From HP to Facebook to Apple, the doings at tech and digital companies is filling up the news cycle. We spoke with Snyder to get a sense of how this is impacting the tech PR sector. On top of his list of tips and trends is finding a way to stand out now that the news is overflowing with tech items.
“Pitching is not just, ‘Here’s my news. Please write a story,’” he said. “If you’re smart about it, you’re not just telling people the news, people have to understand how to use the technology.”
Besides giving reporters and audiences the how-tos on technology, making the news compelling is important.
“We just keep saying, ‘Think and act like a startup,’” Snyder adds. “You can’t just sort of sit on your heels and do things the way you always did.” For many, he adds, startups represent innovation, which makes a good story. Companies and their marketers should be asking themselves how they can take a risk, have some fun, and/or reach new stakeholders, including both customers and talent.
To that end, tech companies (like others) should be using technology to enhance their efforts. This can mean Facebook polls and Tweetups, or Flickr and Twitpics. Moreover, fear not the infographic. They’re everywhere.
“Make sure that it’s very clear what point you’re trying to make [with your infographic],” Snyder said. All the information should tell the same story and the visuals should be easy to relate to. For instance, for client VMWare, a software company, The OutCast Agency created an infographic using a football analogy that was not “so techy, more mainstream.”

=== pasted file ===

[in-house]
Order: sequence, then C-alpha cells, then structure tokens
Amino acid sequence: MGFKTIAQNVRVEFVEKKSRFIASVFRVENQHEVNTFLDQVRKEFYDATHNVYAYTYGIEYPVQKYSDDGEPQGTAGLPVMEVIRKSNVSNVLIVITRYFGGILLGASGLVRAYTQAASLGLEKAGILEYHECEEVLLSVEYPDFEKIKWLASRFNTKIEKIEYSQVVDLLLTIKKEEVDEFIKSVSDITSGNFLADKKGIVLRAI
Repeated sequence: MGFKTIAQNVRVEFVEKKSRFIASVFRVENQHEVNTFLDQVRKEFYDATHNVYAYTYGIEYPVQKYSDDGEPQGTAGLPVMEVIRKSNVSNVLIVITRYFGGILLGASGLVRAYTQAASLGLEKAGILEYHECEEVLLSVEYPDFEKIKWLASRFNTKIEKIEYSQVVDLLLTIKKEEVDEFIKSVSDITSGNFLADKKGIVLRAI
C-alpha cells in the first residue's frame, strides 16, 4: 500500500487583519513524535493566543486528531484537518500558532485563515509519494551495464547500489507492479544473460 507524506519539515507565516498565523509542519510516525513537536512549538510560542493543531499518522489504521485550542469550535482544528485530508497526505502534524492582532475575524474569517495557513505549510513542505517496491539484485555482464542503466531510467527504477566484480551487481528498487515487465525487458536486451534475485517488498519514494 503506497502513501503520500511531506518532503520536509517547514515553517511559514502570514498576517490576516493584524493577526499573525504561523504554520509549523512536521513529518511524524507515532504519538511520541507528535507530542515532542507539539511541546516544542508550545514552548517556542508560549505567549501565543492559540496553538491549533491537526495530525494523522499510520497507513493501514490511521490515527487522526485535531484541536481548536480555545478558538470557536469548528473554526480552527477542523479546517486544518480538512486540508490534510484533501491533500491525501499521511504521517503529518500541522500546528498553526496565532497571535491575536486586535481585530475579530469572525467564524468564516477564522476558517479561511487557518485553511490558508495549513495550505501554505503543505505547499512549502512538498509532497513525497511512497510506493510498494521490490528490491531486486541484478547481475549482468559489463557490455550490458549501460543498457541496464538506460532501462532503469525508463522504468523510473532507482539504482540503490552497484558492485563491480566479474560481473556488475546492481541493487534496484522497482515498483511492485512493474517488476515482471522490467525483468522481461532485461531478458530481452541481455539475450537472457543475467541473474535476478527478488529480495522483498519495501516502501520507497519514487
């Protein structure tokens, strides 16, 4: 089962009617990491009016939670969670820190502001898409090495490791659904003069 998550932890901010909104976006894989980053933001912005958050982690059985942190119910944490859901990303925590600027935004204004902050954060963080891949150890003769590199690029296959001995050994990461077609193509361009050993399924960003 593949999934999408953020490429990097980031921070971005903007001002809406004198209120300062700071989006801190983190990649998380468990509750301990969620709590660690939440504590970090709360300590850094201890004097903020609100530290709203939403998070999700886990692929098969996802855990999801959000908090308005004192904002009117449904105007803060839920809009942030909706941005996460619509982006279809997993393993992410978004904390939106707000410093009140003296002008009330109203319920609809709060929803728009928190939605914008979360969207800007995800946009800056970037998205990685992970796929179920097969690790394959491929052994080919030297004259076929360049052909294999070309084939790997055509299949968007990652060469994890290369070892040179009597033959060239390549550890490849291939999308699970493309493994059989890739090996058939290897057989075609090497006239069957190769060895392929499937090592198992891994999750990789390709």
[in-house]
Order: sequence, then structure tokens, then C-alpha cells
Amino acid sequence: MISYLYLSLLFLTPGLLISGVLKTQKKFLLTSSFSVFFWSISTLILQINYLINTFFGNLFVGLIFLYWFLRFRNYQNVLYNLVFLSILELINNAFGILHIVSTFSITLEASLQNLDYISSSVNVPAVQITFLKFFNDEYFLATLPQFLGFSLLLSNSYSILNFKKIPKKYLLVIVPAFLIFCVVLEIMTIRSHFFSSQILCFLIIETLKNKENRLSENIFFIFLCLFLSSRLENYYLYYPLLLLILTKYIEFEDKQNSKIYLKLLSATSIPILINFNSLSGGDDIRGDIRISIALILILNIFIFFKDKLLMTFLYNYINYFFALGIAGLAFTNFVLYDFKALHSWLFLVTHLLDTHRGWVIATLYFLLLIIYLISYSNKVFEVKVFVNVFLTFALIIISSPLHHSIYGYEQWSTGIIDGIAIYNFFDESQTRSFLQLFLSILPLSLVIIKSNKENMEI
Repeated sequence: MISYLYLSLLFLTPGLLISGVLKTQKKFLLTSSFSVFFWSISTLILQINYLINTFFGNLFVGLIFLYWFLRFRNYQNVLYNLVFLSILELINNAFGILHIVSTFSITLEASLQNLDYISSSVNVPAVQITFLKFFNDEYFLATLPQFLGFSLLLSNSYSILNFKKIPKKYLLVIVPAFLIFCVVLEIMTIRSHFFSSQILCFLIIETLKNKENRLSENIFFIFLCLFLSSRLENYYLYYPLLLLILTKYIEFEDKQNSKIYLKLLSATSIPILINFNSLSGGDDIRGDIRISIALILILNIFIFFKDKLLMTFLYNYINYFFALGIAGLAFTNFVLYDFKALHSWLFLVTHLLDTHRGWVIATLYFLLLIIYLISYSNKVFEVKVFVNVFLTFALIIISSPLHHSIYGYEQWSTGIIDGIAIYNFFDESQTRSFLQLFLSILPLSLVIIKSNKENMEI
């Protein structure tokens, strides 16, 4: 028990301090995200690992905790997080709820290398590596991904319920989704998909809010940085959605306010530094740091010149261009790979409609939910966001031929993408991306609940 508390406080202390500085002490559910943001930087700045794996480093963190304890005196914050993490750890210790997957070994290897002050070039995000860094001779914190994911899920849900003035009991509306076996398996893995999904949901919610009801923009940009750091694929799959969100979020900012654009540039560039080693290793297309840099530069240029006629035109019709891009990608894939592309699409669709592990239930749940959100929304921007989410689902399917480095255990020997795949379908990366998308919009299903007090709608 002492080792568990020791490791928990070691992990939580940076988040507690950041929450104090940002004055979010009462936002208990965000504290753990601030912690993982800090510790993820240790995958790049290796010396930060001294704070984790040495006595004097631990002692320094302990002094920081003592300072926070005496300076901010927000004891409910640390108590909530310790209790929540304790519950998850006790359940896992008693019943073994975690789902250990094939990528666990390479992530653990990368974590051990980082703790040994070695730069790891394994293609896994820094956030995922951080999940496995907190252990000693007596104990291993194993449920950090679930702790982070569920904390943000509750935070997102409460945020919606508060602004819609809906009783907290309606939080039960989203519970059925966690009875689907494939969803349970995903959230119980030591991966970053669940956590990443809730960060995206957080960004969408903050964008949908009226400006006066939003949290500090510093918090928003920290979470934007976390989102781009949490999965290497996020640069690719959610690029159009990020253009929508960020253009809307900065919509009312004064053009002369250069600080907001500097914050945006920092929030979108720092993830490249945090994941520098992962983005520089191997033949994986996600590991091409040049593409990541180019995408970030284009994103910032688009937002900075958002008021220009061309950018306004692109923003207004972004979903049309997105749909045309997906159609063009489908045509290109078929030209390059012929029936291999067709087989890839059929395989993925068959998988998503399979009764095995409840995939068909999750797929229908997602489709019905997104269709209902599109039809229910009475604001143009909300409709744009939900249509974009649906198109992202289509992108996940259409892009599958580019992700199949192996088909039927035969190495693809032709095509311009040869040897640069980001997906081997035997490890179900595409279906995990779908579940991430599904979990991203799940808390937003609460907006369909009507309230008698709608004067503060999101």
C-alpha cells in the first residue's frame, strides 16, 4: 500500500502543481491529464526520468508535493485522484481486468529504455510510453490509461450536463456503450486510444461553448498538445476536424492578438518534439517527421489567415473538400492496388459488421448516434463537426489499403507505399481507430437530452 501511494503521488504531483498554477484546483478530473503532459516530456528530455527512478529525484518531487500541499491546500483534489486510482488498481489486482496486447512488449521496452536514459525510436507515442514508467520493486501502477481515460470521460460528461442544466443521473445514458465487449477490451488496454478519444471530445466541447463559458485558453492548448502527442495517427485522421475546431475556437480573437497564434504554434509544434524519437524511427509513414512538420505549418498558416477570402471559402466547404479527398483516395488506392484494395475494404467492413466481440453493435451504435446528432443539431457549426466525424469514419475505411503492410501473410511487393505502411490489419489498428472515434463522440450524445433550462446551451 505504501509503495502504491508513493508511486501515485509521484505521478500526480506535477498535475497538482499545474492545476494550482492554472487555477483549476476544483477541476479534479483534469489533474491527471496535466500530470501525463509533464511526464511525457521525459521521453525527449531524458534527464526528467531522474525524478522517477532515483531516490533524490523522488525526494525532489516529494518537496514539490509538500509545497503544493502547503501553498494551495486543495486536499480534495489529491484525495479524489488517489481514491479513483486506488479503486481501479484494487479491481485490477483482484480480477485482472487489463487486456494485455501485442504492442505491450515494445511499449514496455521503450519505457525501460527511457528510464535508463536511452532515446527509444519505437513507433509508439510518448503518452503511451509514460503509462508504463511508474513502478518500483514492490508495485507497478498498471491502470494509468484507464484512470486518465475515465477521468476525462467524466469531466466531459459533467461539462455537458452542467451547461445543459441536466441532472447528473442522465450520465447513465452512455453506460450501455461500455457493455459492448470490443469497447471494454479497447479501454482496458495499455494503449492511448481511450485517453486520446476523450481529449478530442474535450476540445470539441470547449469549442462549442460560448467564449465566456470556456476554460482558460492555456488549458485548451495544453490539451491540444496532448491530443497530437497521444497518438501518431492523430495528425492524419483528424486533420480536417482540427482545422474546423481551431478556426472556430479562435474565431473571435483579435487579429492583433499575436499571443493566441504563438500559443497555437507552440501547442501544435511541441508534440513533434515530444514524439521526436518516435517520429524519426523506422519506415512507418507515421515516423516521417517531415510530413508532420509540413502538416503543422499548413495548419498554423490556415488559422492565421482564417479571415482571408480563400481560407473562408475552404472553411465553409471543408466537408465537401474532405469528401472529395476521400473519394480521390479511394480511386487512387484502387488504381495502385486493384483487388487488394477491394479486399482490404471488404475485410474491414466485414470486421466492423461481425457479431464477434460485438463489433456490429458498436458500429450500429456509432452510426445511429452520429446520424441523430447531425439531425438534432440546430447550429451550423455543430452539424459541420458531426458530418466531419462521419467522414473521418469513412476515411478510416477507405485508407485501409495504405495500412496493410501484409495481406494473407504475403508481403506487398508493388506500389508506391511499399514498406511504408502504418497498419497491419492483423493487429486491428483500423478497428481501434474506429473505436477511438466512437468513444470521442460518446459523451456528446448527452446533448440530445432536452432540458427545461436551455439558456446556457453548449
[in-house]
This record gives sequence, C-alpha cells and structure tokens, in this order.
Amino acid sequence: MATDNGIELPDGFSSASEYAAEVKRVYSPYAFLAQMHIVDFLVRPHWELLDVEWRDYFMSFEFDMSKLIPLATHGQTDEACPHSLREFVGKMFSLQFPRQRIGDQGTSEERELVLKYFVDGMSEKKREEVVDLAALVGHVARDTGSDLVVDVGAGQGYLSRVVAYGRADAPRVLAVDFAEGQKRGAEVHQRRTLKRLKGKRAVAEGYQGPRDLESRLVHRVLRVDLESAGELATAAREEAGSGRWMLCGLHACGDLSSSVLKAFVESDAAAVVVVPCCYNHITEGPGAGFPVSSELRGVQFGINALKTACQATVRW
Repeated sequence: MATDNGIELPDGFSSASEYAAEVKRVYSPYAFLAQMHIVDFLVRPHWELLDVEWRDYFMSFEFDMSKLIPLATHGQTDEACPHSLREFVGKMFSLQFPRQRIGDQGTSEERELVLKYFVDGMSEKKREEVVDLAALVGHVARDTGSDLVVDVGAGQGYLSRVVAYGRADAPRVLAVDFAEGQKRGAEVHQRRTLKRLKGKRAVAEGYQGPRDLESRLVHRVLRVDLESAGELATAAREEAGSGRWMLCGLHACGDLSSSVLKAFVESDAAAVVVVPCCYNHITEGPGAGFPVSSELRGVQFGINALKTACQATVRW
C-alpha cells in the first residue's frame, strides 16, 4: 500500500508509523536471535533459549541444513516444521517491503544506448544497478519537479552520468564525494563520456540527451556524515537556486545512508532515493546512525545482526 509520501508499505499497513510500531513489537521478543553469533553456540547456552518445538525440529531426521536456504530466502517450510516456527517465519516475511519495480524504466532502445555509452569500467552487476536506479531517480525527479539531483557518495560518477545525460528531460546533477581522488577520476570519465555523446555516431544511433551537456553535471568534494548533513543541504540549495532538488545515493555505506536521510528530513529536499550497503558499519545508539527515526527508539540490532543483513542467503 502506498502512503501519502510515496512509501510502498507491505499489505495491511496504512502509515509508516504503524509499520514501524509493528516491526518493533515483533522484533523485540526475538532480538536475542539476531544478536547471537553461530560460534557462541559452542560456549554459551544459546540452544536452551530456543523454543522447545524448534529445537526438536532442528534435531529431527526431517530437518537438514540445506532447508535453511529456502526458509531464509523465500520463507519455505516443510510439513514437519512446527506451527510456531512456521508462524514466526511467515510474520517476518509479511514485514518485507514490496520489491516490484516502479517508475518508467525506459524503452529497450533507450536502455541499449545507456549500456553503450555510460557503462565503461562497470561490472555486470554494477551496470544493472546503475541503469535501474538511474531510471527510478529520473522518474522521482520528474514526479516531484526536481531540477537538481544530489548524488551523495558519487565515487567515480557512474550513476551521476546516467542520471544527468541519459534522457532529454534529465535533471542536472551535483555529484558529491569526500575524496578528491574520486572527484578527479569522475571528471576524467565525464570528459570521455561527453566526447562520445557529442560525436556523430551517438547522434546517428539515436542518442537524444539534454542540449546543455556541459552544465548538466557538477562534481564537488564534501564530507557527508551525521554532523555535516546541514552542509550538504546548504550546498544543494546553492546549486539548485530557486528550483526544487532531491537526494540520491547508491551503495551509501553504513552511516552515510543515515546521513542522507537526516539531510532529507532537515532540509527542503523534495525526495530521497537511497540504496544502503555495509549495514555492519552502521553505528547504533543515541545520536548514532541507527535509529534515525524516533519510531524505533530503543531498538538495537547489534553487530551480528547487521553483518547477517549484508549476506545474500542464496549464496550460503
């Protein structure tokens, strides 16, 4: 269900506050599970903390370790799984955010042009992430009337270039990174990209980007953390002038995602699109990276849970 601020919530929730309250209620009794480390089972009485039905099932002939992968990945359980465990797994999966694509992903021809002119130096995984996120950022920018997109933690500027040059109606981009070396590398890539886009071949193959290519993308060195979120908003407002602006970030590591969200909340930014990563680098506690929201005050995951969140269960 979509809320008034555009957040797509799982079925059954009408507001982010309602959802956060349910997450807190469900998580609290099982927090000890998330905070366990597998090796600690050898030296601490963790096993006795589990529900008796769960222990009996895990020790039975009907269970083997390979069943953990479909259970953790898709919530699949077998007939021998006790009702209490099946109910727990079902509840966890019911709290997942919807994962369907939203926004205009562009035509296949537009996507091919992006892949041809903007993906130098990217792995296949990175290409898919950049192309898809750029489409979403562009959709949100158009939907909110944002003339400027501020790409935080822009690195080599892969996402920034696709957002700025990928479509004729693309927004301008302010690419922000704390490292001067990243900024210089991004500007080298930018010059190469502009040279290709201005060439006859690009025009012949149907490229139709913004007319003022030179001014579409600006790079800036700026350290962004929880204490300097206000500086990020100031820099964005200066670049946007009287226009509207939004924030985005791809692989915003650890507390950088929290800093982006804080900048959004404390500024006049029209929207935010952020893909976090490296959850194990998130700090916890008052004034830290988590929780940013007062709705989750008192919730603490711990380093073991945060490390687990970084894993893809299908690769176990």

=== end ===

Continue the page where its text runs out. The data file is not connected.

Finally, Snyder says that publicists in the tech space must be ready to talk about measurement in ways that are less tied to the number of downloads or users a technology gets and closer to business goals.
“You need to think about business metrics that relate to monetization, so you’re thinking about time spent, repeat customers,… the cost to the business for getting and keeping those customers,” said Snyder.
This isn’t just a way to report information between PR and the client, but also to the media.
“A reporter won’t write every time you have a million downloads.”
Looking forward, Snyder advises to keep an eye out for the October issue of Vanity Fair, which will feature its annual “New Establishment” list and could include more notable names from the tech world than past years.
And, for the holidays, technology that fits into people’s daily lives will likely be hot, such as smartphones and tablets. Anything mobile that can be customized to bring information and features people want will be high on wish lists.